It worked so much better for him and he hasn’t gotten his paw stuck up by his neck again. Plus it’s really cute to easily see his name on his collar.
I’ve made a few for a little Morkie named Maks (who you may have seen in the previous blog post about summer harnesses) in fabrics to coordinate with his handcrafted Oxford Dogma gear:
The outside features your dog’s name stitched in nice heavy thread, and the inside is printed with your contact information and optional county ID number. It’s machine washable just like the collar, and it’s best to lay flat to dry.
Each tag is made custom for you based on your collar size, dog’s name, and contact details for $12 each. If you’d like to treat your fur baby to a quiet and comfortable ID tag, simply Request a Custom Order in my Etsy shop with what you’d like made.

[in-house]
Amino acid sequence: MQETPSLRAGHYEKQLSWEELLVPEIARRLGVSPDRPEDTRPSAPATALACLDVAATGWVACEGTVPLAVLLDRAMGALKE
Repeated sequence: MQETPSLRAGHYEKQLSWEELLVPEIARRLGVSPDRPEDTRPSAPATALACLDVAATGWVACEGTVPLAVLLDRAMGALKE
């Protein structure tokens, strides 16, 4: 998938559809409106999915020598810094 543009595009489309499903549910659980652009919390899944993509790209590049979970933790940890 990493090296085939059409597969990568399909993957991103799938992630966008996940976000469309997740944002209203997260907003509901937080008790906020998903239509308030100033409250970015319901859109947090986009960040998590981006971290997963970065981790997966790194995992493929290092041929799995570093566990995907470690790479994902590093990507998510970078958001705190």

For dog moms and dads, the safety and comfort of our little fur kids is super important. Making them happy makes us happy! When I asked a friend what she loves most about her little Alaskan Klee Kai, she said:
“She doesn’t care what we do as long as she’s with us.”
I think that pretty much sums it up! When they’re with us, they’re happy. So I wanted to create a way for them to be with us in a safe, comfortable way.
I designed this back-clip harness for all the dog parents like me who struggled to find a way to hook a leash to their small dog (about 20 pounds or less) that doesn’t hurt, cause discomfort, or slip off.
Little dogs have big needs
When hooking a leash to the collar on a little dog, their necks and windpipes can be damaged. Or they can wiggle out. The harness vest is a healthy and safe alternative to the collar for times when you need to control your dog — such as on a walk. A collar is still useful for attaching ID tags, and expressing your dog’s individual style.
With a loop on the back near the shoulders, a leash clips safely on the little dog’s back, keeping the strain off the neck.
Designing a harness that’s safe and easy
For small dogs, harnesses are great, healthy alternative to hooking a leash to a collar. But people tend to have a love/hate relationship with them. I asked a friend to tell me about her favorite pet products: